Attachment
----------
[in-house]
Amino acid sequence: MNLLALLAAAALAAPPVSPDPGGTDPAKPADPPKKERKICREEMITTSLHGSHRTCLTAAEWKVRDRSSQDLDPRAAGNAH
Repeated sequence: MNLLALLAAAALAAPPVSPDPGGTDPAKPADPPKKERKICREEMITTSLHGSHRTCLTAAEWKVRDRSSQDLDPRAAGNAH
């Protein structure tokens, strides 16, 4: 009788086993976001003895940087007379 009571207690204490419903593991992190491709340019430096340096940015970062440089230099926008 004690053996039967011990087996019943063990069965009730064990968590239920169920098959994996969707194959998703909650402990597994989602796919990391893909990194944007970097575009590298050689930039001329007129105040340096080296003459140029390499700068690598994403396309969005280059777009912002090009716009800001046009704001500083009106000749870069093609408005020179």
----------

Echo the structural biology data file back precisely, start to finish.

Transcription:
[in-house]
Amino acid sequence: MNLLALLAAAALAAPPVSPDPGGTDPAKPADPPKKERKICREEMITTSLHGSHRTCLTAAEWKVRDRSSQDLDPRAAGNAH
Repeated sequence: MNLLALLAAAALAAPPVSPDPGGTDPAKPADPPKKERKICREEMITTSLHGSHRTCLTAAEWKVRDRSSQDLDPRAAGNAH
């Protein structure tokens, strides 16, 4: 009788086993976001003895940087007379 009571207690204490419903593991992190491709340019430096340096940015970062440089230099926008 004690053996039967011990087996019943063990069965009730064990968590239920169920098959994996969707194959998703909650402990597994989602796919990391893909990194944007970097575009590298050689930039001329007129105040340096080296003459140029390499700068690598994403396309969005280059777009912002090009716009800001046009704001500083009106000749870069093609408005020179």